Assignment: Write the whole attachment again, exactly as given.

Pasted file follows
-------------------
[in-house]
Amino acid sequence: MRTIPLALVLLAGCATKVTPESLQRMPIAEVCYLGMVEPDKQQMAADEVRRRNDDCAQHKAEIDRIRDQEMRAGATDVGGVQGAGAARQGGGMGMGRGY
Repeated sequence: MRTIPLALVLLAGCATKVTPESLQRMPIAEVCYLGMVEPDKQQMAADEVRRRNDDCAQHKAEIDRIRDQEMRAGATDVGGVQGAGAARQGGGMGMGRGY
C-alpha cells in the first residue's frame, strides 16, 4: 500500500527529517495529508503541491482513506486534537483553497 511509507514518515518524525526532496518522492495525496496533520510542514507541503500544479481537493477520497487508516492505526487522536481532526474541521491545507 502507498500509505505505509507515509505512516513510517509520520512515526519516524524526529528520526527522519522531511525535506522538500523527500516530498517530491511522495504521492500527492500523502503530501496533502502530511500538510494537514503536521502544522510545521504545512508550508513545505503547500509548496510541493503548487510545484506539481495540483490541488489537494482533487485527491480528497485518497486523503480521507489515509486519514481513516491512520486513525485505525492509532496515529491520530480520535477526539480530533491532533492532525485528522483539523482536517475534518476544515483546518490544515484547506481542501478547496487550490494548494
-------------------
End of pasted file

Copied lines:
[in-house]
Amino acid sequence: MRTIPLALVLLAGCATKVTPESLQRMPIAEVCYLGMVEPDKQQMAADEVRRRNDDCAQHKAEIDRIRDQEMRAGATDVGGVQGAGAARQGGGMGMGRGY
Repeated sequence: MRTIPLALVLLAGCATKVTPESLQRMPIAEVCYLGMVEPDKQQMAADEVRRRNDDCAQHKAEIDRIRDQEMRAGATDVGGVQGAGAARQGGGMGMGRGY
C-alpha cells in the first residue's frame, strides 16, 4: 500500500527529517495529508503541491482513506486534537483553497 511509507514518515518524525526532496518522492495525496496533520510542514507541503500544479481537493477520497487508516492505526487522536481532526474541521491545507 502507498500509505505505509507515509505512516513510517509520520512515526519516524524526529528520526527522519522531511525535506522538500523527500516530498517530491511522495504521492500527492500523502503530501496533502502530511500538510494537514503536521502544522510545521504545512508550508513545505503547500509548496510541493503548487510545484506539481495540483490541488489537494482533487485527491480528497485518497486523503480521507489515509486519514481513516491512520486513525485505525492509532496515529491520530480520535477526539480530533491532533492532525485528522483539523482536517475534518476544515483546518490544515484547506481542501478547496487550490494548494